So I would not be surprised at all to see this happen. Some of it is a bit speculative but that’s what it is. He does say pretty clearly that everyone should take it with salt and has explain this reasoning a bit.

Sounds about right or at least all of it is doable.


#29

I’d guess the 5.0GHz boost frequency is probably for only 1-2 cores. I’d expect the all core to be much lower, around 4.3-4.5 for a top sku. There’d be way too much heat otherwise for that many cores to hit that TDP target, unless AMD is pulling an Intel and lying about the actual TDP lol.


#30

You mean like AMD didn´t name their AM4 chipsets very similar to how Intel named theirs?
B360 - B350
H370 - X370
X299 - X399

Taking the piss and going for 3000-series before Nvidia does would fit that scheme perfectly.


#31

Yea, the 10 Ghz promise was announced at the end of 2000, but they said “in 5-10 years” so the earliest point for it to actually happen would be 2005.

There’s a lot of reasons it didn’t happen, but it’s one indicator of why this isn’t an impossible idea at this point. The clock race died down for many reasons, not all of which were for technical limitations, strictly speaking, so at any point we could see a return to higher clocks if either Intel or AMD think the conditions are right for it.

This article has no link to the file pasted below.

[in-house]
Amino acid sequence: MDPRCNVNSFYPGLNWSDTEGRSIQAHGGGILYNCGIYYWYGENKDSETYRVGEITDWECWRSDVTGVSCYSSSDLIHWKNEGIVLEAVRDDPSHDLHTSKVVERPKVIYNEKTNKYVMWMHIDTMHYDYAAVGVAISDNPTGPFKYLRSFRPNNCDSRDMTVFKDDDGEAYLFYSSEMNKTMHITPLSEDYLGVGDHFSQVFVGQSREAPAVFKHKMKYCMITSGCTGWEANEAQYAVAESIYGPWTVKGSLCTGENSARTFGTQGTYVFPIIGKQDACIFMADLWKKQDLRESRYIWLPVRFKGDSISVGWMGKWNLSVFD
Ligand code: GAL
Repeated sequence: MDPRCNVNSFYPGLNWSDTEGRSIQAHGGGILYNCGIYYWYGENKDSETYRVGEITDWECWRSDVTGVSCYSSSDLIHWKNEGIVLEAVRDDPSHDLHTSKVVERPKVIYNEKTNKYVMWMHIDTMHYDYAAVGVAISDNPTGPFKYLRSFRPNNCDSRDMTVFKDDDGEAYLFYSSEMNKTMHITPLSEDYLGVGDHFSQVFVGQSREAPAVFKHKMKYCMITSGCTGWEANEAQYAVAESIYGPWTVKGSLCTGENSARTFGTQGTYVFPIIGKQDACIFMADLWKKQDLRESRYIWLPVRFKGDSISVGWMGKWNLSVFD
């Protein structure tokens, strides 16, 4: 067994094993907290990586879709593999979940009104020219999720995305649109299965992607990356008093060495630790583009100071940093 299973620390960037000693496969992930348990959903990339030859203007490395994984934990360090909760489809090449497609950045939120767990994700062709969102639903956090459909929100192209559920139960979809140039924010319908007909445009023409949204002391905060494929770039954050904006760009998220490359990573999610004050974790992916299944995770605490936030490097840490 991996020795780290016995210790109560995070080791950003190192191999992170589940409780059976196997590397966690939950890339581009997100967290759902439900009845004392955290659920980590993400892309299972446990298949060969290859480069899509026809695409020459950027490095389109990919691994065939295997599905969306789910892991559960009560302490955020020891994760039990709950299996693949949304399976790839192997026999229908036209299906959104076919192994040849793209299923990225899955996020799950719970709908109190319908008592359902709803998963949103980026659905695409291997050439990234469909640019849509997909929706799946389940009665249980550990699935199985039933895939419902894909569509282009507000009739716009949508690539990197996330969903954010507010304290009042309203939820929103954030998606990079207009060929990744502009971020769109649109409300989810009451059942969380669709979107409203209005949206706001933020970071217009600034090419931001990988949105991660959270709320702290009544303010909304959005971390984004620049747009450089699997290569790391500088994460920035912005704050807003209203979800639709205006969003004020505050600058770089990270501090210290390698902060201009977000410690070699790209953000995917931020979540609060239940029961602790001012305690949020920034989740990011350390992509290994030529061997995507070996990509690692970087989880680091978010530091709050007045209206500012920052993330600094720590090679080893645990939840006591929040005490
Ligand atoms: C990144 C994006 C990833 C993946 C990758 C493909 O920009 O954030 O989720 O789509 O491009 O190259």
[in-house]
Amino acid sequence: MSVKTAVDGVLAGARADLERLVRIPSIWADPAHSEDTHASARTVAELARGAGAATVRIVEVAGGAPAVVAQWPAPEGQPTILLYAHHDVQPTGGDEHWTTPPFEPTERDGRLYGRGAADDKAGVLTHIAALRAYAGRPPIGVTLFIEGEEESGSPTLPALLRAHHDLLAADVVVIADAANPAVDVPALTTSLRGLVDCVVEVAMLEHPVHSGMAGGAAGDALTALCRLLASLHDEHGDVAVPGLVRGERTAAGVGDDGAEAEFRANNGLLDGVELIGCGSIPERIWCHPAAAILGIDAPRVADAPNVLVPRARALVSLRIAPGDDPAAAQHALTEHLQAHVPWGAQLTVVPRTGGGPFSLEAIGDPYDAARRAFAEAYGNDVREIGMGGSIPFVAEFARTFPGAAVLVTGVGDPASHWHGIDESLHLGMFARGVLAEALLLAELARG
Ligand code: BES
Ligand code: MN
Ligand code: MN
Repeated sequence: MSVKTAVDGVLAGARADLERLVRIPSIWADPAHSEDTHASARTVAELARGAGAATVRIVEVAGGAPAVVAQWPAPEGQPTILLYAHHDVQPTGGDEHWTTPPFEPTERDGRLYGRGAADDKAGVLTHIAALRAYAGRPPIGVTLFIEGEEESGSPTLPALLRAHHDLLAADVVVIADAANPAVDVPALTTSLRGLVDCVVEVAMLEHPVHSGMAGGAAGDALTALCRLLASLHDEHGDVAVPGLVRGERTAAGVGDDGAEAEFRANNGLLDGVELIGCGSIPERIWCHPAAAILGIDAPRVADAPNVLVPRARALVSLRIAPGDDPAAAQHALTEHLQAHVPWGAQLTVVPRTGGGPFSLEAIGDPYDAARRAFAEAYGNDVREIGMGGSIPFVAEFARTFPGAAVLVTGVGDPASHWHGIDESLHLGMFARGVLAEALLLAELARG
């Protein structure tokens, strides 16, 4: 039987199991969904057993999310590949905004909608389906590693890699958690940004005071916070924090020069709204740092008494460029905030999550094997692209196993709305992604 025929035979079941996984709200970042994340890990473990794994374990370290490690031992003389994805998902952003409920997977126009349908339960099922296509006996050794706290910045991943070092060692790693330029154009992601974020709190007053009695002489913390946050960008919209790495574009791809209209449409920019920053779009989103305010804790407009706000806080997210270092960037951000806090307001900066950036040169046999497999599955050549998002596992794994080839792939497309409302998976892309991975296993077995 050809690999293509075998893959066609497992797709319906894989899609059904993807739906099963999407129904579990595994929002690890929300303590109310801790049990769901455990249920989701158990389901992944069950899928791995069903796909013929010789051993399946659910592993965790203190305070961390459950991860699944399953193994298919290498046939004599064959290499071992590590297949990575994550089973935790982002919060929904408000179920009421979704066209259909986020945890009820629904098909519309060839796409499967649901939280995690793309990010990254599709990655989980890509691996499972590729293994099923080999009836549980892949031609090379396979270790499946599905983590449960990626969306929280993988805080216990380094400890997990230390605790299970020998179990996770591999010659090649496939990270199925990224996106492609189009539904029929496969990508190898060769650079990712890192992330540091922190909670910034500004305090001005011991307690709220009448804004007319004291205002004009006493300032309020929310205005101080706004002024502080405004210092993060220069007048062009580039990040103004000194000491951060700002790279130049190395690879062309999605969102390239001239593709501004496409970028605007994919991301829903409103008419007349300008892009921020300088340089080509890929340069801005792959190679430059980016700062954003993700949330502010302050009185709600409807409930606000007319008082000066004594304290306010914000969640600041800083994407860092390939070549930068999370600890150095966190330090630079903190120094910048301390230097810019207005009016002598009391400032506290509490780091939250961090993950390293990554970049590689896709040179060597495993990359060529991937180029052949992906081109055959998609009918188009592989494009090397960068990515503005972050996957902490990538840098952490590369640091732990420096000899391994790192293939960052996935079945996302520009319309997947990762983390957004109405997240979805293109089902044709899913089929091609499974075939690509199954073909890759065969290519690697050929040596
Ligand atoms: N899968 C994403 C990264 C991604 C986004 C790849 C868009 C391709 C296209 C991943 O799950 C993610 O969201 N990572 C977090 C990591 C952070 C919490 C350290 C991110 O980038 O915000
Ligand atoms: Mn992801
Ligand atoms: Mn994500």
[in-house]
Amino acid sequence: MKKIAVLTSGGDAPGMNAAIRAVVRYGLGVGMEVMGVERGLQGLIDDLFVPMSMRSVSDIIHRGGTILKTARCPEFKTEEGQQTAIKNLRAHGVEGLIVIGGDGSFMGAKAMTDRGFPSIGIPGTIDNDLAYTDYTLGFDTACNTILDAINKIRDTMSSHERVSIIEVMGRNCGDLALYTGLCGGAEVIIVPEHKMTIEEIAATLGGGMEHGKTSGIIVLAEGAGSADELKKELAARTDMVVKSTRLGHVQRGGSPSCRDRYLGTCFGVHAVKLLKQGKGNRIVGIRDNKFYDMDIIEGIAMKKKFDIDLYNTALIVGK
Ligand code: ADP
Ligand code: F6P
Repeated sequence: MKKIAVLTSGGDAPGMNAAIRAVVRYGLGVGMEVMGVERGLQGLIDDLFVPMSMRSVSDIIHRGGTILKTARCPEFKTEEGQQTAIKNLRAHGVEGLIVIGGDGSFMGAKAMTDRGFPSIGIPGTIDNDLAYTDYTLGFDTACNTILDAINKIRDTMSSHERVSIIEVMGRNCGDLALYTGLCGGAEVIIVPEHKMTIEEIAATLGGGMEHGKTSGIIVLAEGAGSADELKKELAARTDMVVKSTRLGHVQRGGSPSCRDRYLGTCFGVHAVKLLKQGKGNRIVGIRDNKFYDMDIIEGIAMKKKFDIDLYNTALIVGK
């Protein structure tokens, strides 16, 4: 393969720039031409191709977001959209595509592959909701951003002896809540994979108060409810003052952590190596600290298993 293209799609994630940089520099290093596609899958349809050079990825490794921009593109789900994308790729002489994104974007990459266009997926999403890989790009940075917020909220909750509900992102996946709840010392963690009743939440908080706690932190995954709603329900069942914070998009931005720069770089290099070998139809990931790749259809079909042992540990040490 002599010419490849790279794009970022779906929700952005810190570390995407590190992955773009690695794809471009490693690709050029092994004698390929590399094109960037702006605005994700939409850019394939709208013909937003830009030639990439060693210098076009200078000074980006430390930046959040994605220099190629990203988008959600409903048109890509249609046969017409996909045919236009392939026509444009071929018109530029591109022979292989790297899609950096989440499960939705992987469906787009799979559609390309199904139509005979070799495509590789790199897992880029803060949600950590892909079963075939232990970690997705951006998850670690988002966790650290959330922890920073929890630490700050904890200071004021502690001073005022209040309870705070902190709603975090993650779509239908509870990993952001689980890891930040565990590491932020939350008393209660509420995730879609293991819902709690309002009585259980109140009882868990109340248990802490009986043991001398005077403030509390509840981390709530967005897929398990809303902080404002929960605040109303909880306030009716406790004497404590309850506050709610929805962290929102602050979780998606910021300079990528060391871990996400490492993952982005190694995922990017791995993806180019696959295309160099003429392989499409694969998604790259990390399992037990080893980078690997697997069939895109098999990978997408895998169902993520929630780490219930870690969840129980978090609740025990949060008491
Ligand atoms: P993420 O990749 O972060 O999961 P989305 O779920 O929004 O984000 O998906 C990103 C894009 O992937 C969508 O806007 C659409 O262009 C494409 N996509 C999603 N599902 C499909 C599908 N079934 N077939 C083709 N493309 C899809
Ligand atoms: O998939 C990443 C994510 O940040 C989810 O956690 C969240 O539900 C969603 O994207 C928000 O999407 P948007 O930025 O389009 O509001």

#32

With 7nm, we are at the point were silicon won´t really allow for further shrinks.
Then the clock race is on again. And Zambezi on LN2 could do 7GHz allready…


#33

AMD naming products is pure trolling. Which is a shame really. The products are so strong, they don’t need that.


All I say for now is… if that 3700X is legit with those specs and no downsides in games … I’m gonna switch to that from my 2700X the second it is available.

That is a five year chip on a solid platform with mid range prices.


#34

Didn’t it do 8 on LN2? Or are you talking about multi core?


#35

My mass response to all the things that interest me.


If you look, he kinda clarified that. He never outright said “6 core chiplet” so much as “single CPU die with 6 active cores” being how I heard it.

I’m a bit skeptical of more than 5GHz unless they’ve made some architecture changes. The combination of power savings on top of clock increases just seems too good to be true. 5GHz alone seems reasonable enough though.

Two words: IO Die.

The memory DIMMs are wired directly to the CPU, right? So your memory channels are dicatated by the memory controller on the CPU. Meaning you can have 4 dimm, 4 channel memory on AM4, theoretically. (I’m making a fair bit of assumption here though) I know quad channel still isn’t quite enough, but I’m guessing we’ll see memory controller maturity coming up as well, so we may see 3800mhz being not unrealistic for the highest end systems if people are willing to shell out for DRAM that’s capable.